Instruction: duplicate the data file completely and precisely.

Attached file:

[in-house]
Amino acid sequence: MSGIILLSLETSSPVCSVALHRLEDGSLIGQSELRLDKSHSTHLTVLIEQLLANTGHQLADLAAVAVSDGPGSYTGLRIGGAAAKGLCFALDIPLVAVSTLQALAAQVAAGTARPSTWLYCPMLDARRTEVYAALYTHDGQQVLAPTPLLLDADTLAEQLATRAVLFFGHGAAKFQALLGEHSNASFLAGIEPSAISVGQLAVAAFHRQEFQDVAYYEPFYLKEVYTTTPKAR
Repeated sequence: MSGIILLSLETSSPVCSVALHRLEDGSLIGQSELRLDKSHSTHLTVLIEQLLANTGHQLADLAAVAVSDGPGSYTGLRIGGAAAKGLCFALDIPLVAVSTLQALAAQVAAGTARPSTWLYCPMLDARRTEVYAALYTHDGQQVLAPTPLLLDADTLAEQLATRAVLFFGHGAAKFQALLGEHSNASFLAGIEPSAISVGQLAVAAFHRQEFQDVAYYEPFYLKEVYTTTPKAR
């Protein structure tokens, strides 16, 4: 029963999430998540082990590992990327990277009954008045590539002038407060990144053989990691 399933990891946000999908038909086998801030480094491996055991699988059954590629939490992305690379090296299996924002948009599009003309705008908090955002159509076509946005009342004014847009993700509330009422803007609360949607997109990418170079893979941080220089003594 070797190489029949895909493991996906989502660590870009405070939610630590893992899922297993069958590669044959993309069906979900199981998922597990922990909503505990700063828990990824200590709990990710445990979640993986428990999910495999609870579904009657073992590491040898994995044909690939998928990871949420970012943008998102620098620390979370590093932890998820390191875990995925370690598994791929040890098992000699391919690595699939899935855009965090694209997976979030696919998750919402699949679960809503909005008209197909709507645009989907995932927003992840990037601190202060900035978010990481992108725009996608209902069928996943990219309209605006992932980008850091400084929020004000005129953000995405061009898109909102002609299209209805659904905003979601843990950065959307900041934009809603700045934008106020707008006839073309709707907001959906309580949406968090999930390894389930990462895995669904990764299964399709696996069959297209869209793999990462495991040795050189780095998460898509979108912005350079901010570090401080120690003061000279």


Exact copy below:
[in-house]
Amino acid sequence: MSGIILLSLETSSPVCSVALHRLEDGSLIGQSELRLDKSHSTHLTVLIEQLLANTGHQLADLAAVAVSDGPGSYTGLRIGGAAAKGLCFALDIPLVAVSTLQALAAQVAAGTARPSTWLYCPMLDARRTEVYAALYTHDGQQVLAPTPLLLDADTLAEQLATRAVLFFGHGAAKFQALLGEHSNASFLAGIEPSAISVGQLAVAAFHRQEFQDVAYYEPFYLKEVYTTTPKAR
Repeated sequence: MSGIILLSLETSSPVCSVALHRLEDGSLIGQSELRLDKSHSTHLTVLIEQLLANTGHQLADLAAVAVSDGPGSYTGLRIGGAAAKGLCFALDIPLVAVSTLQALAAQVAAGTARPSTWLYCPMLDARRTEVYAALYTHDGQQVLAPTPLLLDADTLAEQLATRAVLFFGHGAAKFQALLGEHSNASFLAGIEPSAISVGQLAVAAFHRQEFQDVAYYEPFYLKEVYTTTPKAR
């Protein structure tokens, strides 16, 4: 029963999430998540082990590992990327990277009954008045590539002038407060990144053989990691 399933990891946000999908038909086998801030480094491996055991699988059954590629939490992305690379090296299996924002948009599009003309705008908090955002159509076509946005009342004014847009993700509330009422803007609360949607997109990418170079893979941080220089003594 070797190489029949895909493991996906989502660590870009405070939610630590893992899922297993069958590669044959993309069906979900199981998922597990922990909503505990700063828990990824200590709990990710445990979640993986428990999910495999609870579904009657073992590491040898994995044909690939998928990871949420970012943008998102620098620390979370590093932890998820390191875990995925370690598994791929040890098992000699391919690595699939899935855009965090694209997976979030696919998750919402699949679960809503909005008209197909709507645009989907995932927003992840990037601190202060900035978010990481992108725009996608209902069928996943990219309209605006992932980008850091400084929020004000005129953000995405061009898109909102002609299209209805659904905003979601843990950065959307900041934009809603700045934008106020707008006839073309709707907001959906309580949406968090999930390894389930990462895995669904990764299964399709696996069959297209869209793999990462495991040795050189780095998460898509979108912005350079901010570090401080120690003061000279």